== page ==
About Mario

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Born and raised in Los Angeles, Mario Piumetti is a freelance writer of science fiction, horror, screenplays, and nonfiction. He has a bachelor's degree in English from California Lutheran University and an MFA in creative writing from Antioch University. An avid music lover, his work is heavily influenced by rock, punk, and metal. You can contact him at mario.piumetti.writer@gmail.com.

Sunday, December 4, 2011

Character Summaries

If you're working on a writing project with more than a handful of main characters, it's really easy to loose track of who's doing what.  With my alien invasion novel, I've tried keeping an eye on things by marking down what pages each character appears in, but all that really tells me is how frequently they appear.

This week, I stumbled upon a new idea: character summaries.  It's a simply concept.  You mark down the pages that a particular character appears in, and write a few sentences on what goes on with that character from point to point in the story.  Doing this is especially helpful for long projects, saving time that you'd otherwise spend sifting through dozens or even hundreds of pages of material.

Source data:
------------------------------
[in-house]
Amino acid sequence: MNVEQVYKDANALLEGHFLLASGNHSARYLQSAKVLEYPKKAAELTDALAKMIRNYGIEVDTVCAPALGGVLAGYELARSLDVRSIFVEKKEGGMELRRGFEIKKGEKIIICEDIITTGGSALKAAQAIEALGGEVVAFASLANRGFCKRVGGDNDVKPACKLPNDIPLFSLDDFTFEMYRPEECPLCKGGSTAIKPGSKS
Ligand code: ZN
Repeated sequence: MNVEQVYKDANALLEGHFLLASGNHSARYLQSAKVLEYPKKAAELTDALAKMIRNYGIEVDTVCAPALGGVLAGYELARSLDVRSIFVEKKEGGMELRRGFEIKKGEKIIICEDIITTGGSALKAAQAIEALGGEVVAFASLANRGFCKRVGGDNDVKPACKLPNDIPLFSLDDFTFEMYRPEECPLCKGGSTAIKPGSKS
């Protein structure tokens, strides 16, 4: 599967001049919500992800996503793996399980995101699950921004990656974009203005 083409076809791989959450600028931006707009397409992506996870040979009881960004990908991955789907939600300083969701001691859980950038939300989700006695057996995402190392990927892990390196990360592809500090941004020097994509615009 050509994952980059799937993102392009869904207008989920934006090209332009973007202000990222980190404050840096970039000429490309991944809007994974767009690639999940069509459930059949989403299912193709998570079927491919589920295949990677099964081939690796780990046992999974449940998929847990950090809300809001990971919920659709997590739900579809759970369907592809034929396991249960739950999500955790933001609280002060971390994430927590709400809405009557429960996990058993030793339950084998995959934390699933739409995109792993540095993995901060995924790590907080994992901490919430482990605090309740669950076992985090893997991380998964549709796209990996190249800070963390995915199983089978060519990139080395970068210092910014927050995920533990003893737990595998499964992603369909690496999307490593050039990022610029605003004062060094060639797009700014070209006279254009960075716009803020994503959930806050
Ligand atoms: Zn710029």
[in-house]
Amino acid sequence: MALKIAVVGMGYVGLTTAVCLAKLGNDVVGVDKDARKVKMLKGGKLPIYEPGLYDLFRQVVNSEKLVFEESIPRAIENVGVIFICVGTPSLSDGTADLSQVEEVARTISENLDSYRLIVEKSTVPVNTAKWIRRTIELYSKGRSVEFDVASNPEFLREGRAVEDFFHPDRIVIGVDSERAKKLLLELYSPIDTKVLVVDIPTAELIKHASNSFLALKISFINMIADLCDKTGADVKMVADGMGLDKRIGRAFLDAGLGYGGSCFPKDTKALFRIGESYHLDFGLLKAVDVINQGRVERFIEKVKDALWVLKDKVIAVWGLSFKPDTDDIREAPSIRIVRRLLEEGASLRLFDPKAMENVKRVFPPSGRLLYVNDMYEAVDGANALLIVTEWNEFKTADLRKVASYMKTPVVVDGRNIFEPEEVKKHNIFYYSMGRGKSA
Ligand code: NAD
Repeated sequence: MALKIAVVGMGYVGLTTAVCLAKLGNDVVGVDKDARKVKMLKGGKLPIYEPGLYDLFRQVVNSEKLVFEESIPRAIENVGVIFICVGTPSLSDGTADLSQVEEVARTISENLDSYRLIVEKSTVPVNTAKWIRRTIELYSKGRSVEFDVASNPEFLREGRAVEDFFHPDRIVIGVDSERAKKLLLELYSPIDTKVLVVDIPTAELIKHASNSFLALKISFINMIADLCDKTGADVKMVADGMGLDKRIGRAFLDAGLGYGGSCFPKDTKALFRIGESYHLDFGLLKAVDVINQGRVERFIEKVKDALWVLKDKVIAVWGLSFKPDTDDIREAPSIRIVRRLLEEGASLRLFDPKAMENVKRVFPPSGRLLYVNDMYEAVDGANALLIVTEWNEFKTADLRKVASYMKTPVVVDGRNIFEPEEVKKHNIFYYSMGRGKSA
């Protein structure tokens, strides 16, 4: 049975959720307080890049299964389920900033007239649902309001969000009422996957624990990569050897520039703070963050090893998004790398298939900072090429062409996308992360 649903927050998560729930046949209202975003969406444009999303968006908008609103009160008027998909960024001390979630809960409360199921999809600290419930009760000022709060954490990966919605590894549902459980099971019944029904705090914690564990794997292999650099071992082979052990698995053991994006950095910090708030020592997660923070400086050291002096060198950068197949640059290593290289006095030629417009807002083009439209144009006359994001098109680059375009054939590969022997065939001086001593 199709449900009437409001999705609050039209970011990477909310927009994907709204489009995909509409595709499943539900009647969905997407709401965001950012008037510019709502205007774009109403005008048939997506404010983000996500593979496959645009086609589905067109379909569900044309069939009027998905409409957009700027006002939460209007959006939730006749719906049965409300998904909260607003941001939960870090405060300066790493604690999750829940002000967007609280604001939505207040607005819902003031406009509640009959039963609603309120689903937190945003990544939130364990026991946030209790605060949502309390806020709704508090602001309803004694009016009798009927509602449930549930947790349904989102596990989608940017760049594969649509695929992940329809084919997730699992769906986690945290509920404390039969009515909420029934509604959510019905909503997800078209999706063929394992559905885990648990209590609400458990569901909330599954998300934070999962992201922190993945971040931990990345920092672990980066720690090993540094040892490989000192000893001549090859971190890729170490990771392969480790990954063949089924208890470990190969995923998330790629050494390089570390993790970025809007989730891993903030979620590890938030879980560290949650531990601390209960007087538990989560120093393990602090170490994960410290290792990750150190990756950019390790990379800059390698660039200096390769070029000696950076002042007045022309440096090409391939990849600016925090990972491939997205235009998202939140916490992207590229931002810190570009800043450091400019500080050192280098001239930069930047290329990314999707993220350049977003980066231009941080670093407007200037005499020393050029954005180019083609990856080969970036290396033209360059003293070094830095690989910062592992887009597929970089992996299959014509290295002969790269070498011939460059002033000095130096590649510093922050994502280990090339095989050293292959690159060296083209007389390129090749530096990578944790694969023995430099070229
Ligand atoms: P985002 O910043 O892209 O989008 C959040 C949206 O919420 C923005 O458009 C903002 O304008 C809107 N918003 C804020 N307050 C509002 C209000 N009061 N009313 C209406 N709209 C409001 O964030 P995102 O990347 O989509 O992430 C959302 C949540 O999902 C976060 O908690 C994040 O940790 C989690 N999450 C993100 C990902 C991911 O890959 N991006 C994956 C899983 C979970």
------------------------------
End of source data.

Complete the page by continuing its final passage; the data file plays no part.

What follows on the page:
Don't worry about going into heavy detail or motivations.  You know what drives your characters.  If there is a change in motivation, a brief sentence on that change will do.  If a side character appears that you think might become important later on, make a note of that in the relevant annotation.

Just keep in mind that it's not a synopsis that you're writing, so you don't need to go crazy on the amount of information you record.  If a few months go by between vignettes for a character, chances are that he or she will have forgotten some of the finer details of that last scene.  Unless, of course, that character has a photographic memory.

Even then, photographic memory or not, you as a writer will want only the bare essentials of each scene.  The summaries have less to do with character development and more to do with how the plot flows.  For example, you don't want to have the first vignette take the character down one road to a particular goal, forget about that goal a hundred pages later and then have him or her go down another path that doesn't logically connect with the first one.

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